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Samsung is updating exploding Note 7 to prevent charging the battery past 60 percent
Can a band aid fix an explosion?
There are new reports of Galaxy Note 7s exploding nearly every day, and Samsung is doing everything it can to try to minimize the damages. According to a report from the Associated Press, its latest attempt will be a software update that will limit the device’s battery to a 60 percent charge.
The quick fix was announced by the Korean manufacturer on the front page of Seoul Shinmun, a South Korean newspaper. In an advertisement taken out by Samsung, it notes that anyone who chooses not to participate in the recall of the device will be able to install the software patch.
“It is a measure to put consumer safety first but we apologize for causing inconvenience,” the advertisement from Samsung said.
The downloadable band aid will cap the battery charge at 60 percent full in hopes of preventing it from overheating, which has in turn resulted in explosions.
It will be made available to Galaxy Note 7 owners in South Korea starting on September 20, 2016. It’s unclear if Samsung will make the update available to others overseas. The company is reportedly in talks with mobile carriers to roll the update out to devices.
There is also no indication if the update will be mandatory or if users will be able to choose to download the fix.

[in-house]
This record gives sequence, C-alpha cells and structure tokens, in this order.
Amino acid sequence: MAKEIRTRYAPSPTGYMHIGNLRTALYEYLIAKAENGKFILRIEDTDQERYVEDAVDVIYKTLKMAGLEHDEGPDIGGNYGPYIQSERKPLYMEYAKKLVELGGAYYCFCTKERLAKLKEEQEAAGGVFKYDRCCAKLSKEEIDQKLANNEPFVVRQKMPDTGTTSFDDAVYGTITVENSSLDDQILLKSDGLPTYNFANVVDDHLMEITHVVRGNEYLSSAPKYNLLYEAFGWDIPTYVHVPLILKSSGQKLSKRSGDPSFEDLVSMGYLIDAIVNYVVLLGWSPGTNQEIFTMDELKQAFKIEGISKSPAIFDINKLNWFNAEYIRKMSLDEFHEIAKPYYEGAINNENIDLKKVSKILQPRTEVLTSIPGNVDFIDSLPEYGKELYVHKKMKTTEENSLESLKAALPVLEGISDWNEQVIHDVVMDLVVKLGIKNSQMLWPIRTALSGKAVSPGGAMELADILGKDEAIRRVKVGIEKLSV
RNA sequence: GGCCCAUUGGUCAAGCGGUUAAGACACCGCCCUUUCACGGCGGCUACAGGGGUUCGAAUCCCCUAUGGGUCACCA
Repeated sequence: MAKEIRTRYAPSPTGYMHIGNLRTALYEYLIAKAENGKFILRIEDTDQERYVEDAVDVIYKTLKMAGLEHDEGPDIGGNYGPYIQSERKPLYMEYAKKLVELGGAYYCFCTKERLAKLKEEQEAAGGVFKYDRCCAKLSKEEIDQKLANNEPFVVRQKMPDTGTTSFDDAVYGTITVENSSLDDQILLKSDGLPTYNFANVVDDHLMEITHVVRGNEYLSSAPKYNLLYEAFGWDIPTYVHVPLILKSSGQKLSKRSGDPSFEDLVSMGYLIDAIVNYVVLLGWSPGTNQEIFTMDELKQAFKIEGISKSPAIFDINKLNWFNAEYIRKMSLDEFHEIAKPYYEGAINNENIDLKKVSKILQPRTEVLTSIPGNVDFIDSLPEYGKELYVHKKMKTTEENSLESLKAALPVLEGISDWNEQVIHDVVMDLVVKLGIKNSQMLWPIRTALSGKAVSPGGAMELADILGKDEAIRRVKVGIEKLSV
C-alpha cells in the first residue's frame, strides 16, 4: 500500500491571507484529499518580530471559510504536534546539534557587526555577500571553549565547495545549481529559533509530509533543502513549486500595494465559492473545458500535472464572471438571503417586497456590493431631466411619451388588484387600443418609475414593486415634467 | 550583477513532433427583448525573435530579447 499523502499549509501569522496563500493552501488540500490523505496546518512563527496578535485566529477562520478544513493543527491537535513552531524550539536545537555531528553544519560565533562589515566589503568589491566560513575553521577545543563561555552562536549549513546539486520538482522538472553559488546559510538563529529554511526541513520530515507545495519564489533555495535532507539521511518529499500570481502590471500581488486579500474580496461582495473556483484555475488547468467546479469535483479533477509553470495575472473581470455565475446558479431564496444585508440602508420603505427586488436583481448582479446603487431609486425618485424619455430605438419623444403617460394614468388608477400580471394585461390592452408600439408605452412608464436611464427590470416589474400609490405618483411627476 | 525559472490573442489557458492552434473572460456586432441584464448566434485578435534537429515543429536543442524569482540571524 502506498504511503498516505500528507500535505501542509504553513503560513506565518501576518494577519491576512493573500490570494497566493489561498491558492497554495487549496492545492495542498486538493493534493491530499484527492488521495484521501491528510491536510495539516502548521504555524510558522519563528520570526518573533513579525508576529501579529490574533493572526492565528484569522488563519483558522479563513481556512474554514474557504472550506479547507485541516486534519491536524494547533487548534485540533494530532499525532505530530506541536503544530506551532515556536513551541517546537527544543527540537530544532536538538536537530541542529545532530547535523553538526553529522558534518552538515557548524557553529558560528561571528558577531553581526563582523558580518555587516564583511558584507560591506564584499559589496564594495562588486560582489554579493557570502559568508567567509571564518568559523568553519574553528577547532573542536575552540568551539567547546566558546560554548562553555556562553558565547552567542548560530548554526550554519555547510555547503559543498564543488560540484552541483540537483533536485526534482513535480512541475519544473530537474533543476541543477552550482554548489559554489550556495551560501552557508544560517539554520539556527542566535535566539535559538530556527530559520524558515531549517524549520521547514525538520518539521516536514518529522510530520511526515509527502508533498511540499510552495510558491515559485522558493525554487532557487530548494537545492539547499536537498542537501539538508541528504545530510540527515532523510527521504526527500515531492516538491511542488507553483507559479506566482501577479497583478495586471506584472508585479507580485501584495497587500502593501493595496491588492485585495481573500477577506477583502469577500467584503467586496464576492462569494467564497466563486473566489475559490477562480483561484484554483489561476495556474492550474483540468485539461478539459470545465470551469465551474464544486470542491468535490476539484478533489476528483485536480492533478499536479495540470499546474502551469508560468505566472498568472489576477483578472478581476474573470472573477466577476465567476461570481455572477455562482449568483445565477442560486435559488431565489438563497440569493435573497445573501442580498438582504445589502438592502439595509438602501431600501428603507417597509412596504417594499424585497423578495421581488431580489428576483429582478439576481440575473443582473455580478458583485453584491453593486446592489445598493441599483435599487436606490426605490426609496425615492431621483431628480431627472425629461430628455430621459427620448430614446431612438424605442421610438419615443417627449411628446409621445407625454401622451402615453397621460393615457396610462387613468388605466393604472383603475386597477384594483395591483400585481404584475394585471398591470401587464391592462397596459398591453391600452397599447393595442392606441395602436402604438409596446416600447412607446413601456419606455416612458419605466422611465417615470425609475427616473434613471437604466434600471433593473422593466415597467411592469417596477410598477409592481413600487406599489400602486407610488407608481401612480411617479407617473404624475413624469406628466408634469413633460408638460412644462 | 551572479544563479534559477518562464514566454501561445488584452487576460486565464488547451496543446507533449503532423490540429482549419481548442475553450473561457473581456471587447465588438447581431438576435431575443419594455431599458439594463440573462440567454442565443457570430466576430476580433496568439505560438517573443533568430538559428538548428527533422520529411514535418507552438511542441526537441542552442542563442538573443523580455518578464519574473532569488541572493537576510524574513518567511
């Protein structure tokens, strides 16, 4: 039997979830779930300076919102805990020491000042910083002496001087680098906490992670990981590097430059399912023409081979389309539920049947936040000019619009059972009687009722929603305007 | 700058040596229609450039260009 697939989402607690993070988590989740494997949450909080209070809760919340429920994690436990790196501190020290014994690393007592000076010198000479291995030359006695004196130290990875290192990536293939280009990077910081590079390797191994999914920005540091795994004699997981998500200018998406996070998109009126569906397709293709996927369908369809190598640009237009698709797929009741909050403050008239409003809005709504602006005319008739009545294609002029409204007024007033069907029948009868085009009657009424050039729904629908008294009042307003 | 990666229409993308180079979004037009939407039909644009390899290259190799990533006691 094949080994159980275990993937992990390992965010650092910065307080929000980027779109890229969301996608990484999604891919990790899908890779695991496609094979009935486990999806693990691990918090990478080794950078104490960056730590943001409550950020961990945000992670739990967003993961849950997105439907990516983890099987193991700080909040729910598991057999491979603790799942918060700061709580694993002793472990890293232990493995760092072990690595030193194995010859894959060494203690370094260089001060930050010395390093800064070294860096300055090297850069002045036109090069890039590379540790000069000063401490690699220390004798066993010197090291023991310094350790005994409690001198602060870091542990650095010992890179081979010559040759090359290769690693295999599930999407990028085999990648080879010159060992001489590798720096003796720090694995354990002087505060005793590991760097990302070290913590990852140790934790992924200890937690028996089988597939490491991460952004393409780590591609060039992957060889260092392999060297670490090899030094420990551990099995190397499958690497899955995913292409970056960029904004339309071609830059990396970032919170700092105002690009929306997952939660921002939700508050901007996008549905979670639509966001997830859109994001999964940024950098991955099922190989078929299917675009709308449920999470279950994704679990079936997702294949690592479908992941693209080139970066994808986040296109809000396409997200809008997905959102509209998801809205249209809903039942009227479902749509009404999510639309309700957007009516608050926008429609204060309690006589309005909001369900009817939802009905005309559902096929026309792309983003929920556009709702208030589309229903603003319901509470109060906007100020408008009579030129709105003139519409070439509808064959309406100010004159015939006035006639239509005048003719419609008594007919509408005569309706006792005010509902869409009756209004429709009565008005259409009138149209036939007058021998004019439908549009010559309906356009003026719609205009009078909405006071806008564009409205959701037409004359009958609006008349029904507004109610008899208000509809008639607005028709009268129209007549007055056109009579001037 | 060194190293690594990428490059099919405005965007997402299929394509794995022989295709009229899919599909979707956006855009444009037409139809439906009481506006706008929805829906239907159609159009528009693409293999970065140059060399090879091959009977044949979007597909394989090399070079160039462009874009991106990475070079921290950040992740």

The Daily Dot reached out to Samsung for clarification as to whether the update will be available outside of South Korea and if it will be compulsory. Samsung did not answer those questions. Instead, a spokesperson provided the following statement:
“Samsung is continuing to work with the CPSC and our carrier partners to develop and evaluate solutions that are best for US Note7 owners. No action will be taken without the approval of the CPSC. Customer safety remains our top priority.”
According to Samsung’s notice of recall issued earlier this month, there had been 35 cases of exploding smartphones as of September 1, 2016. That number has since increased, with additional reports cropping up in Australia and the United States.
The explosions have caused considerable destruction, including causing over $1,300 in damages to a hotel, totalling a vehicle, and burning a six-year-old. The United States Consumer Product Safety Commission (CPSC) has advised owners of the handset to stop charging and using the device.
AJ Dellinger is a seasoned technology writer whose work has appeared in Digital Trends, International Business Times, and Newsweek. In 2018, he joined Gizmodo as the nights and weekend editor.